Blackburn with Darwen Council approve 343 new homes plan for Bailey’s Field despite 81 objections

A council has approved plans for a major housing development on a disused mine site, despite 81 objections from residents in the area.

At Thursday evening’s Planning and Highways Committee meeting, Blackburn with Darwen councillors approved the plans to build 343 new homes on Bailey’s Field, off Ellison Fold Way in Darwen.

The decision comes after months of protestations from residents in the immediate area, who have been opposed to the development since the plans came to light.

The proposed site on Baileys Field, Darwen

The proposed site on Baileys Field, Darwen

The approval was granted following a consultation in which the council say they distributed 1,000 leaflets to residents in November 2020 and received 23 responses; and is subject to a Section 106 Agreement relating to highway improvement works, sustainable transport initiatives, education provision, and green infrastructure – meaning hundreds of thousands of pounds must be secured under the Section 106 in order for the development to go ahead.

The money is then to be used for improvements to the Blacksnape Children’s Play Area; £742,500 for the provision of primary school places in East Darwen, by extending St Peter’s Church of England Primary School, Turncroft Road; while £642,500 should be secured towards completion of the Darwen East Development Corridor highway improvement works, sustainable transport initiatives including subsidised public transport, traffic calming and improved pedestrian routes.

Plans for Blacksnape play area

Plans for Blacksnape play area

Earlier this year, residents formed the Ellison Fold Parkland Association and applied for the site to be considered as an Asset of Community Value.

Darwen residents continue fight over Bailey’s Field by applying for ‘official protection’

The application was determined on May 12 but members were advised the nomination was unsuccessful and was ‘non-material to the assessment and determination of the planning application’ due to the fact the site was within an area formally allocated for housing some 20 or so years ago.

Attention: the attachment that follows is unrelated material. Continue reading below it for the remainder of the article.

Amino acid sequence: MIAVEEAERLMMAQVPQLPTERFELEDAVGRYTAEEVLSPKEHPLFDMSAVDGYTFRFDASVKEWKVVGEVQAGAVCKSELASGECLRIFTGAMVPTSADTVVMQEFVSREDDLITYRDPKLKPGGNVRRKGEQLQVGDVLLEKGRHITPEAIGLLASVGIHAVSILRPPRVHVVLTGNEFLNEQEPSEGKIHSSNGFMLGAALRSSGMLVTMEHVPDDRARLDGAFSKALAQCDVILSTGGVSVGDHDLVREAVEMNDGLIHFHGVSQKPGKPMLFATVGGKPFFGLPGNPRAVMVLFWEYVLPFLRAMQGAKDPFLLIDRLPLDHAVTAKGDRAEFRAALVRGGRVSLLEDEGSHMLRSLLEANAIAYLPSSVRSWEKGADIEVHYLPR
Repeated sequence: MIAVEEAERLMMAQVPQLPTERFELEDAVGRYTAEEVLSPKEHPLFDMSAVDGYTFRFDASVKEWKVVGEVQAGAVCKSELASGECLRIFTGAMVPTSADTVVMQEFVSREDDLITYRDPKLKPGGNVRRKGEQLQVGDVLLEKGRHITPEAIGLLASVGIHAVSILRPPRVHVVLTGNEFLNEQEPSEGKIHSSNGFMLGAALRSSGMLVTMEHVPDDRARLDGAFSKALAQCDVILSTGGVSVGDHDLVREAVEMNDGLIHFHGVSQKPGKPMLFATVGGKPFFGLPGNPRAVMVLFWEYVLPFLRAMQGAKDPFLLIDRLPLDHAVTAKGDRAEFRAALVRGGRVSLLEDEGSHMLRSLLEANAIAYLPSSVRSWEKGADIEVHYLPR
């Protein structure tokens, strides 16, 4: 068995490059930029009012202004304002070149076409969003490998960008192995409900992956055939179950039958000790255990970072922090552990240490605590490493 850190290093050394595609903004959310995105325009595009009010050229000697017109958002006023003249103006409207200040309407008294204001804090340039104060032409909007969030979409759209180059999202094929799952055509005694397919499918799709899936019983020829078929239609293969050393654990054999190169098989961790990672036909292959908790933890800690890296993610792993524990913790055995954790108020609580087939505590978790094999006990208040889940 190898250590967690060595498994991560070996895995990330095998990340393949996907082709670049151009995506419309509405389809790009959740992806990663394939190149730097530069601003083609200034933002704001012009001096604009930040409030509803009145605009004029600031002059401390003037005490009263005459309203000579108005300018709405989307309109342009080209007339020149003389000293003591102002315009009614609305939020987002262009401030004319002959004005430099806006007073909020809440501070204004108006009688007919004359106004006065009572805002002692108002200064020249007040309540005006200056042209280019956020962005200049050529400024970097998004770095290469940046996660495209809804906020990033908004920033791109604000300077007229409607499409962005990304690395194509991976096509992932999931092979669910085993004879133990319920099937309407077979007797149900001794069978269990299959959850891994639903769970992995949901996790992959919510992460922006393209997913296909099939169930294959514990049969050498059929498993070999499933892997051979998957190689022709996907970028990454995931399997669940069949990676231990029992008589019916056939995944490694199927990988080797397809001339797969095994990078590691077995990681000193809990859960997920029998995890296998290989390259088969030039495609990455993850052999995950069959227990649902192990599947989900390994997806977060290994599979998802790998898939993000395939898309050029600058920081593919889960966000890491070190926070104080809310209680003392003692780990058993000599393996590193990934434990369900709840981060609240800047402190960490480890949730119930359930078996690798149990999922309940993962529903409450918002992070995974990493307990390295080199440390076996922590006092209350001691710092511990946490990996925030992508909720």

Baileys Field is up for development

Baileys Field is up for development

One resident, who did not wish to be named, said he was angered that the council had approved the plans, and wanted answers as to why they allegedly paid just £1 for the site, saying: “I am not happy. I would have paid £1 for that land myself, safeguarding the field for others.

“If this lot of developers and builders change their mind about building on the land (like lots have over the years due to the costs involved) then it needs to be taken off the Local Development Plan for housing allocation, and made into a ‘town green’.

“Housing development has failed on there for decades, not least because of all the hidden mine shafts.”

A disused mineshaft which opened up on the field earlier this year

A disused mineshaft which opened up on the field earlier this year

Over the last few months, a number of disused mineshafts have opened up on Bailey’s Field, which led to residents contacting the Coal Authority in the hope that they would also oppose development on the site.

However, following investigations, the Coal Authority noted that ‘all of the recorded mine shafts present within the site had been positively located’, with a geo-environmental investigation report stating: “All mine shafts identified within this site will be subject to a program of stabilisation and surface treatment to remove any potential hazardous instability which may occur within the future.

Open mineshaft in Darwen field provides perfect filming opportunity for Burnley’s Northern Monkeys

“All mine shafts should be provided with a suitably designed reinforced concrete cap which is formed upon competent rock head level typically lying at a depth of some 1.6 – 5.0m below existing ground level at this site.

“Upon completion of these capping works it is recommended that properties should be constructed outside the zone of potential influence or where plots are located within the potential zone of influence then the foundations will need to extend the same formation level as the structural cap.”

The mineshaft on Baileys Field in Darwen has attracted a lot of attention over the last week. Credit: Northern Monkeys

The mineshaft on Baileys Field in Darwen has attracted a lot of attention over the last week. Credit: Northern Monkeys

The Coal Authority’s planning team ultimately welcomed the proposed works to treat the shafts and said they were ‘satisfied that the proposed layout of development has been appropriately informed by the presence of these former coal mining features’.

Of the proposed 343 homes, 67 will be grant-funded affordable homes, with land to the north of Ellison Fold Way providing 324 homes and land to the south providing 19 homes.

The northern part of the site is privately owned by Landeer Investments Ltd with a small portion to the west of Lisbon Drive and east of Ellison Fold Way in council ownership, and the southern part of the application site is also council owned.

The proposed development

The proposed development

Associated works are also proposed, including provision of a network of public open space, an interconnected network of streets, public footpath connections and drainage attenuation.

The planning document along with all conditions and the 81 objections can be viewed in full here.

The Westmorland Gazette | North Lancs